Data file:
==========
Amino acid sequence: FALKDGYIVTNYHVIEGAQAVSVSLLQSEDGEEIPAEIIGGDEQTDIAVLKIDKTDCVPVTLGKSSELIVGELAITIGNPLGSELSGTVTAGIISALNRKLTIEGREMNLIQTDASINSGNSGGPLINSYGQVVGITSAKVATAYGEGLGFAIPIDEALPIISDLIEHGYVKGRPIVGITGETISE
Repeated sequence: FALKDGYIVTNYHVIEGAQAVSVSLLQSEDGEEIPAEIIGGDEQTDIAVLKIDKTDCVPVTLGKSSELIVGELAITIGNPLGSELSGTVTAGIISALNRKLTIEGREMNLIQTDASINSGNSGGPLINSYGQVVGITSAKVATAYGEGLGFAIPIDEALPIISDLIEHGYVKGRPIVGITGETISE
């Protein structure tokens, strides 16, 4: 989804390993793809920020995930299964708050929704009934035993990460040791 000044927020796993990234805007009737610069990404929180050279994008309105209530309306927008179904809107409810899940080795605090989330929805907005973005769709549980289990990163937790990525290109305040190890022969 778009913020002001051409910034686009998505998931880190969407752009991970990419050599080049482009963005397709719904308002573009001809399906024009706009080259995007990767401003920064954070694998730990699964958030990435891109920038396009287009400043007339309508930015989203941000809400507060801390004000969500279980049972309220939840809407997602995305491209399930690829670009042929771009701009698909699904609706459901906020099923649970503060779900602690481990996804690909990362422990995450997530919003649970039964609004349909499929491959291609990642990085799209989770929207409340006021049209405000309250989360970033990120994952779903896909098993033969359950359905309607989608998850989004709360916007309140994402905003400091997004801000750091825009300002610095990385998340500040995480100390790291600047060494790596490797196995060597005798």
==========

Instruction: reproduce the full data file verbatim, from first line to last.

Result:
Amino acid sequence: FALKDGYIVTNYHVIEGAQAVSVSLLQSEDGEEIPAEIIGGDEQTDIAVLKIDKTDCVPVTLGKSSELIVGELAITIGNPLGSELSGTVTAGIISALNRKLTIEGREMNLIQTDASINSGNSGGPLINSYGQVVGITSAKVATAYGEGLGFAIPIDEALPIISDLIEHGYVKGRPIVGITGETISE
Repeated sequence: FALKDGYIVTNYHVIEGAQAVSVSLLQSEDGEEIPAEIIGGDEQTDIAVLKIDKTDCVPVTLGKSSELIVGELAITIGNPLGSELSGTVTAGIISALNRKLTIEGREMNLIQTDASINSGNSGGPLINSYGQVVGITSAKVATAYGEGLGFAIPIDEALPIISDLIEHGYVKGRPIVGITGETISE
């Protein structure tokens, strides 16, 4: 989804390993793809920020995930299964708050929704009934035993990460040791 000044927020796993990234805007009737610069990404929180050279994008309105209530309306927008179904809107409810899940080795605090989330929805907005973005769709549980289990990163937790990525290109305040190890022969 778009913020002001051409910034686009998505998931880190969407752009991970990419050599080049482009963005397709719904308002573009001809399906024009706009080259995007990767401003920064954070694998730990699964958030990435891109920038396009287009400043007339309508930015989203941000809400507060801390004000969500279980049972309220939840809407997602995305491209399930690829670009042929771009701009698909699904609706459901906020099923649970503060779900602690481990996804690909990362422990995450997530919003649970039964609004349909499929491959291609990642990085799209989770929207409340006021049209405000309250989360970033990120994952779903896909098993033969359950359905309607989608998850989004709360916007309140994402905003400091997004801000750091825009300002610095990385998340500040995480100390790291600047060494790596490797196995060597005798």